Recent news stories about two very different authors highlight the interesting and often overlooked role the CIA played in the literary history of the 20th century.
The Washington Post’s Peter Finn and Petra Couvée write on newly disclosed documents that reveal the key role the agency played in the publication of Boris Pasternak’s 1957 Nobel Prize-winning novel Doctor Zhivago and its illicit distribution within Russia:
“This book has great propaganda value,” a CIA memo to all branch chiefs of the agency’s Soviet Russia Division stated, “not only for its intrinsic message and thought-provoking nature, but also for the circumstances of its publication: we have the opportunity to make Soviet citizens wonder what is wrong with their government, when a fine literary work by the man acknowledged to be the greatest living Russian writer is not even available in his own country in his own language for his own people to read.”
Dissident Russian authors weren’t the only ones to benefit from Langley’s patronage. Snow Leopard author Peter Matthiessen, who died over the weekend, worked for the agency in Paris in the early 1950s, the same time that he was founding the Paris Review. The New York Times obituary published yesterday notes that only years later did his friend and collaborator George Plimpton “discover, to his anger and dismay, that Mr. Matthiessen had helped found The Review as a cover for his spying on Americans in France.”
In an odd coincidence, the New York Times Magazine also published a long profile of Matthiessen a few days ago, in advance of the publication of his new novel In Paradise, in which the author discusses his spy days:
“I didn’t know anything when I went over there,” he said of his posting. “In those days, it was considered a patriotic act, to spy for your country. People were scared of the Cold War. You can’t blame them — everybody brandishing nukes. And here I am, a young Yalie, I’m always in the club drinking martinis, what did I know from politics?” It’s his standard explanation for how it happened, and though it imputes a high degree of naïveté to an already fiercely intelligent and independent young person, in its way it seems true enough. The C.I.A. wasn’t yet what it would become. “I’d started a first novel, and I had no way to pay for it,” Matthiessen said. “I was being urged to do something for my country, which appealed to my patriotic thing. I thought it was an ideal situation. And they also told me I would hardly have to do any work at all, that I would have plenty of time for my own.”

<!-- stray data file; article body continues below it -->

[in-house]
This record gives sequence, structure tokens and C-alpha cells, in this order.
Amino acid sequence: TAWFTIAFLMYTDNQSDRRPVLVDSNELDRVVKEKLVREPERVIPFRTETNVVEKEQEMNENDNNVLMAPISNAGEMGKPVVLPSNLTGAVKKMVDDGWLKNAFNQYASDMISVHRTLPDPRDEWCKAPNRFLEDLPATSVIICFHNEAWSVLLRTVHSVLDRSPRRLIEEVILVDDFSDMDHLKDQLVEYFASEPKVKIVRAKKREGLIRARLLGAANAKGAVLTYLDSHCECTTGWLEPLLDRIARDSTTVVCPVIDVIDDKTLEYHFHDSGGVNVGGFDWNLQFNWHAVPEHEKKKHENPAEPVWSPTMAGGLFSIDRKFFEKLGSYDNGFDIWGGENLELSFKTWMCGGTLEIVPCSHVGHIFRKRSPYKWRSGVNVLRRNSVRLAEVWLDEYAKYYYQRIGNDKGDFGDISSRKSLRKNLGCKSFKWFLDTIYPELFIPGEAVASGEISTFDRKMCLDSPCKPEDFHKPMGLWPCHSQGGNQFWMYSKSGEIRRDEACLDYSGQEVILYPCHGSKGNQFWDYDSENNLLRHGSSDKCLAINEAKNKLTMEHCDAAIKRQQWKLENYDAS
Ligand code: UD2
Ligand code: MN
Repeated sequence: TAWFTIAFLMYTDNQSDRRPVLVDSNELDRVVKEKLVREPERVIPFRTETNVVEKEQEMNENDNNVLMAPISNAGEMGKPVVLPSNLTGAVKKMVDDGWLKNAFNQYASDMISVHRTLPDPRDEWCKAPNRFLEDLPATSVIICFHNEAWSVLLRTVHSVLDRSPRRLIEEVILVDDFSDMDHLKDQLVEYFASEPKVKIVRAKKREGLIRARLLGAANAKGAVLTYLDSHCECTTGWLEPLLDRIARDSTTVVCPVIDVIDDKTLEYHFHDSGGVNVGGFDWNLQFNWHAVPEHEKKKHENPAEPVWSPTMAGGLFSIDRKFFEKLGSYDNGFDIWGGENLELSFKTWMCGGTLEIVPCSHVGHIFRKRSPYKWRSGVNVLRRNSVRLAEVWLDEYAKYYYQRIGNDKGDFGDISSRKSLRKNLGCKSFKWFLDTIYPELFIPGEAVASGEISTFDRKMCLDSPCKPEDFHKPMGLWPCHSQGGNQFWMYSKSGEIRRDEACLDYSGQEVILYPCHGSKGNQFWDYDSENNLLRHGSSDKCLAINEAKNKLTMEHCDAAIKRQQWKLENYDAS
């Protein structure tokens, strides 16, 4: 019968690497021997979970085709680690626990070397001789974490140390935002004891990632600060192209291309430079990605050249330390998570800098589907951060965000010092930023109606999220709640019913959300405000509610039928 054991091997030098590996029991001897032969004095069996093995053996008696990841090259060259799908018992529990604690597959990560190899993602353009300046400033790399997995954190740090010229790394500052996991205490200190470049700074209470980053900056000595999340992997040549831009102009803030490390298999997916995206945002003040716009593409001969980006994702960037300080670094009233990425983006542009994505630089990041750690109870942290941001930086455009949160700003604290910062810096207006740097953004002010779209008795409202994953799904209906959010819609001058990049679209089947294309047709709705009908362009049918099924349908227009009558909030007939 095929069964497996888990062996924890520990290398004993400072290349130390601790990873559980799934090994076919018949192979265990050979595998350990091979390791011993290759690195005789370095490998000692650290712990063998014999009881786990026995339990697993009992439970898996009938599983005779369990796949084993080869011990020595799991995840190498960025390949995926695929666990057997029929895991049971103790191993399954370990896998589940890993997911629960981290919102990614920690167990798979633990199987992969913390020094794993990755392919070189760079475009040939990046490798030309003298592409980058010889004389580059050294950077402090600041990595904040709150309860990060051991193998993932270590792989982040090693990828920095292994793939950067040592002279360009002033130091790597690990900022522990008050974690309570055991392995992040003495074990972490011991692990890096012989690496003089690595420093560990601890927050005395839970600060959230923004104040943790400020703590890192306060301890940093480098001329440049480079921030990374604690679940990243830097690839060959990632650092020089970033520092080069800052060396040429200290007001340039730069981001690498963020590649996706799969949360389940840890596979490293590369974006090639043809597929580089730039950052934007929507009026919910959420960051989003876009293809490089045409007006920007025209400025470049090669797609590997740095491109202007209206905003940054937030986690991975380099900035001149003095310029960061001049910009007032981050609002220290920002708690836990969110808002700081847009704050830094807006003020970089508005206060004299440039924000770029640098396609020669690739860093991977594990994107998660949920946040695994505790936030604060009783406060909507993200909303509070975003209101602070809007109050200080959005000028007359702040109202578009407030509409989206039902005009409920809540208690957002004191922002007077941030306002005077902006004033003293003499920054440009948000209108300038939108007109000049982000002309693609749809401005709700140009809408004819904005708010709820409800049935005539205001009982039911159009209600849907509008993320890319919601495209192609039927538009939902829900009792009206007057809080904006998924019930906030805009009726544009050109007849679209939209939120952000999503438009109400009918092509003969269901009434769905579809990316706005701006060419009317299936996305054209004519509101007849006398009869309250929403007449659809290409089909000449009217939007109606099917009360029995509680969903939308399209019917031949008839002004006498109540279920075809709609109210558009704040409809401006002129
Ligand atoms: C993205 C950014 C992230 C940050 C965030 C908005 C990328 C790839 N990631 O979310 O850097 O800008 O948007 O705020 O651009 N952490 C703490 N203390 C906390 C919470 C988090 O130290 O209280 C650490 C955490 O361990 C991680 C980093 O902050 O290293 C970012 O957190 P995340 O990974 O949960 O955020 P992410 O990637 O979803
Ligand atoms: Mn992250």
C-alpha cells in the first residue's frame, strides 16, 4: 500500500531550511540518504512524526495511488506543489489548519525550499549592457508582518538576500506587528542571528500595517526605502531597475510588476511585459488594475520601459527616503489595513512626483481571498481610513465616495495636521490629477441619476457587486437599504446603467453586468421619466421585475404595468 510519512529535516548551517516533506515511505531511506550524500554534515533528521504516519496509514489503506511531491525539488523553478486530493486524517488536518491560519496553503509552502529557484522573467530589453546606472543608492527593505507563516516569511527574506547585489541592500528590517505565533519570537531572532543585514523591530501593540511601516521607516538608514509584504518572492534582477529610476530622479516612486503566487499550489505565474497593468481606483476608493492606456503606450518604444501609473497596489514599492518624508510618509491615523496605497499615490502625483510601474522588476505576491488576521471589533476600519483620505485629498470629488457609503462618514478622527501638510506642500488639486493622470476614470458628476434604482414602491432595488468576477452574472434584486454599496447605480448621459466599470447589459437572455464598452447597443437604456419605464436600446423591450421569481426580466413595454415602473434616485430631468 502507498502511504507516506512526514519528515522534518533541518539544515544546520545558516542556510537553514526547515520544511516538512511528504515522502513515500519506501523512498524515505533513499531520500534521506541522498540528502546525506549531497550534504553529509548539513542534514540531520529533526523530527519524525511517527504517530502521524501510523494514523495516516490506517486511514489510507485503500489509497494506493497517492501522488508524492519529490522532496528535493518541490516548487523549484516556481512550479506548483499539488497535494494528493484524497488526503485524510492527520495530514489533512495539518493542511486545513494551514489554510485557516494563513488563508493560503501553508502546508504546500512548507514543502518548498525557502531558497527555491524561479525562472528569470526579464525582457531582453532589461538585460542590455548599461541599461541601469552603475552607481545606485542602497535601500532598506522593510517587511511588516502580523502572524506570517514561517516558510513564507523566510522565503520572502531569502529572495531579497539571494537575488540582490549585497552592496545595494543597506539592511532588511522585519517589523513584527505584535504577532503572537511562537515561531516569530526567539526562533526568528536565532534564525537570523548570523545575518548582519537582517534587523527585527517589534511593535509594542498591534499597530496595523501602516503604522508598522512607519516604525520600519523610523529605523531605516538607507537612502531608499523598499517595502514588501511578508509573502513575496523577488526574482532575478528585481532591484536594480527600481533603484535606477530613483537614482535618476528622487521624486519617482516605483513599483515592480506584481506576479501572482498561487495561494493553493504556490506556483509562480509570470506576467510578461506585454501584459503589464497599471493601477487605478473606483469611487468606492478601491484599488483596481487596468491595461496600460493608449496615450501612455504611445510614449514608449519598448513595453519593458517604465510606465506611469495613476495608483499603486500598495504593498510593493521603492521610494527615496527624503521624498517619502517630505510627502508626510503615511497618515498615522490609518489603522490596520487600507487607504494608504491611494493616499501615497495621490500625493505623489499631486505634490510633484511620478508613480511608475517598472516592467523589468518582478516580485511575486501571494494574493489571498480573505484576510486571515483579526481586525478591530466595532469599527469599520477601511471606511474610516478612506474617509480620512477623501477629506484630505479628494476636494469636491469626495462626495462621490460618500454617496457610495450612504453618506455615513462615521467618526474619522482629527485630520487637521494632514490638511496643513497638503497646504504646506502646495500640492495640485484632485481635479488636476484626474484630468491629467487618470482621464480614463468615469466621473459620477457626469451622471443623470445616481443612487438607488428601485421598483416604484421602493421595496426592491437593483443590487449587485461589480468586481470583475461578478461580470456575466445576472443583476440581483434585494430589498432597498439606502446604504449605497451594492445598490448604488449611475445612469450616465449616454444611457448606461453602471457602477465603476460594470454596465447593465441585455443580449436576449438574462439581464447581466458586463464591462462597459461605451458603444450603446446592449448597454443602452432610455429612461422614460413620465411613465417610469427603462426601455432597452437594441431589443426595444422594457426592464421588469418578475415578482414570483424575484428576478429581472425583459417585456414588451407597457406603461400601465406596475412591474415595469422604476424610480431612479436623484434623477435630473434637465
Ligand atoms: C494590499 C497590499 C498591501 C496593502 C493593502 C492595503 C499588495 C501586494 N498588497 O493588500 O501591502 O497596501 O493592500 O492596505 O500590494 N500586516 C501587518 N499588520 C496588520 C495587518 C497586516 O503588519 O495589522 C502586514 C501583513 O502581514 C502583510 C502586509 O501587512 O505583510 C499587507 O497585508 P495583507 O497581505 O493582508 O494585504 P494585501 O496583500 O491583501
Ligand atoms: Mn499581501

He was assigned to keep his eye on communist “enemies,” who were, he said, “out on the street corners peddling L’Humanité,” the party newspaper. In his spare time, he worked on his fiction…. Matthiessen’s double life in Paris would come to an end in 1953. He began to be disillusioned by the C.I.A., which in his estimation was filled mostly with Ivy League stuffed shirts who didn’t know or care anything about the poor people whom the communists were trying to reach. He was also repelled by the anticommunist witch hunts taking place in the United States. The environment as a whole “pushed me leftward,” as he put it. He has said that his stint as a spy was the only of his life’s adventures that he regrets.
There’s a long list of important writers who reportedly knowingly or unknowingly received support from the CIA at various points, ranging from Richard Wright to Robert Lowell, to Mary McCarthy—though few had quite as direct and active a relationship with America’s spy services as Pasternak and Matthiessen.
One of the more interesting literary espionage careers was that of Ernest Hemmingway, who cooperated at various points with agencies including the State Department, the OSS (predecessor to the CIA), and the FBI, as well as the Soviet NKVD. All of them found Papa to be equally useless as a spy.